As Yukon’s daily case count continues to rise past an all-time high, everyone should be isolating if they experience symptoms, said acting chief medical officer Dr. Catherine Elliott at the weekly COVID-19 briefing on Jan. 12.
“We are no longer advising people to visit a test centre for confirmatory testing, if they’re not sick,” said Elliott. “The hard truth is a lot of people in Yukon are going to get COVID.”
An outbreak has been declared at Copper Ridge Place. Two residents may have contracted the virus and Elliott said “measures are being put in place and further investigation is underway.”
The number of active cases is currently 471. The average number of new cases in the past three days has moved to 91. Two people are in hospital with COVID-19.
Key symptoms are cough, fever, shortness of breath or difficulty breathing or loss of taste or smell. Not everyone who contracts COVID-19 will have symptoms.
Testing criteria for lab-confirmed PCR tests is now limited to vulnerable populations. This week the territory made at-home rapid tests available for symptomatic people and so far have distributed 1,400 test kits.
The kits can confirm a positive diagnosis, but even those who test negative should continue to self-isolate.
“We know that there are many people here in Whitehorse who are interested in getting tested, but do not meet that new criteria,” said Health Minister Tracy-Anne McPhee. “It’s important to remember that they are not a substitute for being vaccinated or following public health measures.”
McPhee emphasized that being vaccinated, practising the safe six and limiting contacts are the most important ways to prevent severe outcomes from COVID-19. The vaccine clinic is currently open from Monday to Saturday and appointments for booster shots are the priority.
A pop-up clinic will be held Jan. 13 at the Whitehorse Health Centre for children aged five to 11 from 9 a.m to 4 p.m. In February, the priority of the vaccine clinic will shift to second shots for youth. Right now the vaccine uptake for children is just over 50 per cent.
“Every shot delivered helps protect every person in our territory,” said McPhee.
Elliott shared a graph showing case counts over the fall and winter months. Starting in October to the end of November, the graph shows a wave of high cases before a lull before the holidays.
The graph shows cases spiking sharply in the current period.
“Based on what we know about the impact of Omicron and other parts of the country, we can begin to understand what might happen in the Yukon,” she said.
“Based on this, I anticipate we’ll continue to see a number of people off work due to illness and isolation and a number of more people continuing to get sick. I also expect that we’ll see more people requiring hospitalisation in the next few days,” she said.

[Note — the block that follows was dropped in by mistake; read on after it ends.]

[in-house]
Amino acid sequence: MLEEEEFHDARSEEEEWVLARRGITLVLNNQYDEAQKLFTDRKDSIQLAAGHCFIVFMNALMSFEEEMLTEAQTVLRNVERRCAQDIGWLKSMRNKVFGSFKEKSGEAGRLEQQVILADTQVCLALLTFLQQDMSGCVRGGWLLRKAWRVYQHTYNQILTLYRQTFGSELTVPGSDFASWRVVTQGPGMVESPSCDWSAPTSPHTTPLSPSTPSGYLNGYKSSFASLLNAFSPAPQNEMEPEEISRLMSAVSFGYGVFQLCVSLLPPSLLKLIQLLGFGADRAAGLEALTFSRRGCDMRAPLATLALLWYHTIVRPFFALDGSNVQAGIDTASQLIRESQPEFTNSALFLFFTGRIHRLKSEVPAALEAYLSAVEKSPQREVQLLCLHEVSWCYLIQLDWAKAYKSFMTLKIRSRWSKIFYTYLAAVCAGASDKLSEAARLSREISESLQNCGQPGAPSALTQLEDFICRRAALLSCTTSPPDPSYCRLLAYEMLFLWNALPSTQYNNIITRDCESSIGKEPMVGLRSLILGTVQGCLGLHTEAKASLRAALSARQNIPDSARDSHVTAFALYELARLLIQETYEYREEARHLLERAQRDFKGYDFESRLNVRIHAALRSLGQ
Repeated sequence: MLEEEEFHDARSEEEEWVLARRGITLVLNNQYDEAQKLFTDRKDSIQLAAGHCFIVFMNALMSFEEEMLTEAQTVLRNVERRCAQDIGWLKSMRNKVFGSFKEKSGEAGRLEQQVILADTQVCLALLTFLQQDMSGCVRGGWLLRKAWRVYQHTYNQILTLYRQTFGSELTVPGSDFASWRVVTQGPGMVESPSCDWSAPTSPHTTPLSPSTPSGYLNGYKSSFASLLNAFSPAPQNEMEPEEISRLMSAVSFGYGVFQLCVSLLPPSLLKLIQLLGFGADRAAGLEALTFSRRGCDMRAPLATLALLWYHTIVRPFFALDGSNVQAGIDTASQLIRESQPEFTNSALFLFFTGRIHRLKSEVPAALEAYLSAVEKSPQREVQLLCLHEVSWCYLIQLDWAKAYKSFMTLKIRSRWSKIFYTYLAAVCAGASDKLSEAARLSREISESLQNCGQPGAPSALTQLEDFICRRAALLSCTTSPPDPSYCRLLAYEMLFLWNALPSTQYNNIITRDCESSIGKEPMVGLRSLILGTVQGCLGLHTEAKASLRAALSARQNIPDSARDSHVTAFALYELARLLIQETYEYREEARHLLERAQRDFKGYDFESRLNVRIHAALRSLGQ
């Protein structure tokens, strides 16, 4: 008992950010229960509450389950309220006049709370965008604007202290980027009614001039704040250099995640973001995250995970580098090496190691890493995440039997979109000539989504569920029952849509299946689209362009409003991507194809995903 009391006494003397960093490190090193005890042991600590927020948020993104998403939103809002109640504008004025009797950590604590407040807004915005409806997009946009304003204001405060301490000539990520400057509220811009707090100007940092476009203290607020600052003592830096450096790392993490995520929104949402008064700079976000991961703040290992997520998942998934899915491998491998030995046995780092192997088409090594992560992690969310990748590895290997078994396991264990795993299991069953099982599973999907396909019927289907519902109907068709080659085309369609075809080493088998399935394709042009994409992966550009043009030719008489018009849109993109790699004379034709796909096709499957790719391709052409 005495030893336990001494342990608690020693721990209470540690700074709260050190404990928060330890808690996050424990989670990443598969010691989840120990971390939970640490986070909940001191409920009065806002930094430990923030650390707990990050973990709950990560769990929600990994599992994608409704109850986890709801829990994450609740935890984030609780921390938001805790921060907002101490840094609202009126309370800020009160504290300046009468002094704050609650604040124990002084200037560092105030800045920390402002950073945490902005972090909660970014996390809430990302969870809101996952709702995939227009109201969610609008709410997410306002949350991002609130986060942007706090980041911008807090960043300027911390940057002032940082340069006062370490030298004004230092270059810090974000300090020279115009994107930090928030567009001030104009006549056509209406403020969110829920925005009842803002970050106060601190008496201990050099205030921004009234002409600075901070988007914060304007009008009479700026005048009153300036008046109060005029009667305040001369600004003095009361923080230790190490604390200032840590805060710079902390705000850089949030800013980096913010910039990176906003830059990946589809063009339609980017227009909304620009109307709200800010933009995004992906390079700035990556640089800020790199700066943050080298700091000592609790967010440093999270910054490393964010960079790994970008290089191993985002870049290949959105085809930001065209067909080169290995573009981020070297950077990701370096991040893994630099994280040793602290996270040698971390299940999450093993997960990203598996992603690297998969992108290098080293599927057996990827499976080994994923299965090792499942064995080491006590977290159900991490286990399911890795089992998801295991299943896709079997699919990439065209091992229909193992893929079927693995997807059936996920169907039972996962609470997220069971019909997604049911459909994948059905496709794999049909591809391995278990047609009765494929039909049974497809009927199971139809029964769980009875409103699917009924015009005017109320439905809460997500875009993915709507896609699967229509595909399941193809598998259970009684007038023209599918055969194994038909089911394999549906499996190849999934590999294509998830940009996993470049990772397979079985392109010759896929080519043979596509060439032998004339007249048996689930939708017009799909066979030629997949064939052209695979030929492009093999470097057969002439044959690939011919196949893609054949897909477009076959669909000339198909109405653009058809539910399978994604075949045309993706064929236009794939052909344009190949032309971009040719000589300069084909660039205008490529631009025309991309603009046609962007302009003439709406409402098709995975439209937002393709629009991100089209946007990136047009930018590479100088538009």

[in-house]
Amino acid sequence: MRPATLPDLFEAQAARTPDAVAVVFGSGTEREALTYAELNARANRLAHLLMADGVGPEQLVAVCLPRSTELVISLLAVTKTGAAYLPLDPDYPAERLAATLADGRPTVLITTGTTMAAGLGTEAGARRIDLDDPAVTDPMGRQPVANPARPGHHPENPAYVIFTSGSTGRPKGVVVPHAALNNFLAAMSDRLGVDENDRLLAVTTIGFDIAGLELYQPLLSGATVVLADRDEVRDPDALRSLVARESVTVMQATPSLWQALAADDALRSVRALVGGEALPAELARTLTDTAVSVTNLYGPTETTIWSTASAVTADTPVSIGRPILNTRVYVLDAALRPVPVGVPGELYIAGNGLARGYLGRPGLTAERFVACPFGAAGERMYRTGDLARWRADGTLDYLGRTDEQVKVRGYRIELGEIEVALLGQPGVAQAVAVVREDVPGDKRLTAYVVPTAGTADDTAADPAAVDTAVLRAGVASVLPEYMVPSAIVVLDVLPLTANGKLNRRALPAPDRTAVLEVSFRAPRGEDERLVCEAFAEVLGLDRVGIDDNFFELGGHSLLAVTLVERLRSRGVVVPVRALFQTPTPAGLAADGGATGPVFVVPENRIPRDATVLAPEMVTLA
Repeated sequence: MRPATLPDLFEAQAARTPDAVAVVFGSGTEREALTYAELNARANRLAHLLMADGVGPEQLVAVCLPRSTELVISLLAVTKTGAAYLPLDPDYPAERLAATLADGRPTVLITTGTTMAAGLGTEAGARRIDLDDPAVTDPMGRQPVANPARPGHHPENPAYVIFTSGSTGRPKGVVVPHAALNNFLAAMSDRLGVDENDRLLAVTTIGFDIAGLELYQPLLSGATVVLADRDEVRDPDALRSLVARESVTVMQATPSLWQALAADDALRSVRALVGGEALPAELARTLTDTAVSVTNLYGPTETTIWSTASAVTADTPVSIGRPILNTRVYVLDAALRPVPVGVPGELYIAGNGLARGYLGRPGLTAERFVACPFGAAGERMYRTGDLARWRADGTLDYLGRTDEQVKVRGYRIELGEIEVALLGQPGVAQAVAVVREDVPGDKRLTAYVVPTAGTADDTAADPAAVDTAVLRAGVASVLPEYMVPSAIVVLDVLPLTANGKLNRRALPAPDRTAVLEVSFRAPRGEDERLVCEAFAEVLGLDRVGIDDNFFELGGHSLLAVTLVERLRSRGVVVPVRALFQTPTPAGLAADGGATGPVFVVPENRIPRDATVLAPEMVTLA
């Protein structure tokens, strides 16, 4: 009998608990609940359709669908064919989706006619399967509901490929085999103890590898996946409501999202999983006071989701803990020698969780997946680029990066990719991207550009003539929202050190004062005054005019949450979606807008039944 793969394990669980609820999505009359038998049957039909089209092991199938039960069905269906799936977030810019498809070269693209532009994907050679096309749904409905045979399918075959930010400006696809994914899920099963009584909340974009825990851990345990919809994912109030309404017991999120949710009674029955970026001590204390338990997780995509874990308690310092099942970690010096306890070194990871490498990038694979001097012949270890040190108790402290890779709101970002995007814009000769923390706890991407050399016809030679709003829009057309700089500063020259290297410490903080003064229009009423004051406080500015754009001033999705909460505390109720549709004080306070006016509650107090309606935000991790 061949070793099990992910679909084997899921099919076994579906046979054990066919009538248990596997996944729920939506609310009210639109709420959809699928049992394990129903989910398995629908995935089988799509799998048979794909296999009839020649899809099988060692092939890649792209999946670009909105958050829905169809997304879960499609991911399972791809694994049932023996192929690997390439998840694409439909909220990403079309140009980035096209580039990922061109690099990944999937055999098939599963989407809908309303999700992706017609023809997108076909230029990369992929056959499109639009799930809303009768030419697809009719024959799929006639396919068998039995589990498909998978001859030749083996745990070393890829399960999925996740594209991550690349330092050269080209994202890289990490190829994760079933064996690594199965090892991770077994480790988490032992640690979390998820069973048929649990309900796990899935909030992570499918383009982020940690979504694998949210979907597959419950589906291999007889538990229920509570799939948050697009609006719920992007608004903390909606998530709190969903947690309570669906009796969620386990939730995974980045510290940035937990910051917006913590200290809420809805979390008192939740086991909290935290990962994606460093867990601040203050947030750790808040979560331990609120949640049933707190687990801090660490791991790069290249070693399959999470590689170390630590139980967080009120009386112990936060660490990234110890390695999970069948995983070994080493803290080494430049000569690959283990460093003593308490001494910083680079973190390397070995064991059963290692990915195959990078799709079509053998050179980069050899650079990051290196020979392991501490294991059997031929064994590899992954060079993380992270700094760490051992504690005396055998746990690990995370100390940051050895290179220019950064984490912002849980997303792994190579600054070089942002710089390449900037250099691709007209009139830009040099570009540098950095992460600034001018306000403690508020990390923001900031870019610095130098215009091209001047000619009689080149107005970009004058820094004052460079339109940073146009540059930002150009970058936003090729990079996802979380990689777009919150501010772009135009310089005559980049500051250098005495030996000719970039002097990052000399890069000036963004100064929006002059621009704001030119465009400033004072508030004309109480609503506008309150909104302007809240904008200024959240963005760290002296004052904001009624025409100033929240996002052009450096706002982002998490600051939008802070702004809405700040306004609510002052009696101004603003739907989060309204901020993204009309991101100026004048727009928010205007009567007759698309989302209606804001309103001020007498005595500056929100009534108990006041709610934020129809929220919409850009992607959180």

Elliott said the active case counts will change since the Yukon’s testing strategy will change. Only lab-tested PCR results will be counted in the active case count. Elliott said the territory is still able to use modelling and epidemiology research to get a better picture of overall cases.
Community transmission is widespread and Elliott said all communities carry a risk of COVID-19.
“I can appreciate that the change away from things like testing and case counts that many people have been following very closely, might be concerning for some. Please note it doesn’t leave us unequipped,” she said.
Recommendations regarding travel outside the territory have also been changed. During the first two weeks of January the recommendation was that Yukoners self-isolate for three to five days.
Because the risk of contracting COVID-19 in the territory is now the same as Outside, the advice is being changed to recommend Yukoners returning from domestic travel monitor for symptoms of COVID-19 and self-isolate only if they are sick.
Non-essential travel to rural communities is not recommended.
Elliott and McPhee also addressed a second public health crisis in the territory: a recent spike in overdose deaths. (See coverage, Page 3.)
McPhee warned that outside of the existing issue with toxic drugs, the territory has seen a recent increase in the use of benzodiazepines or “benzos.” She said the government is working with RCMP, the coroner and community partners to respond.
In the meantime, she cautioned people not to use drugs alone, have supply tested and to carry naloxone.
“Our thoughts and best wishes are with the families and the loved one of these individuals. And these terrible tragedies are felt by us all. I am imploring people to be careful,” she said.
Contact Haley Ritchie at firstname.lastname@example.org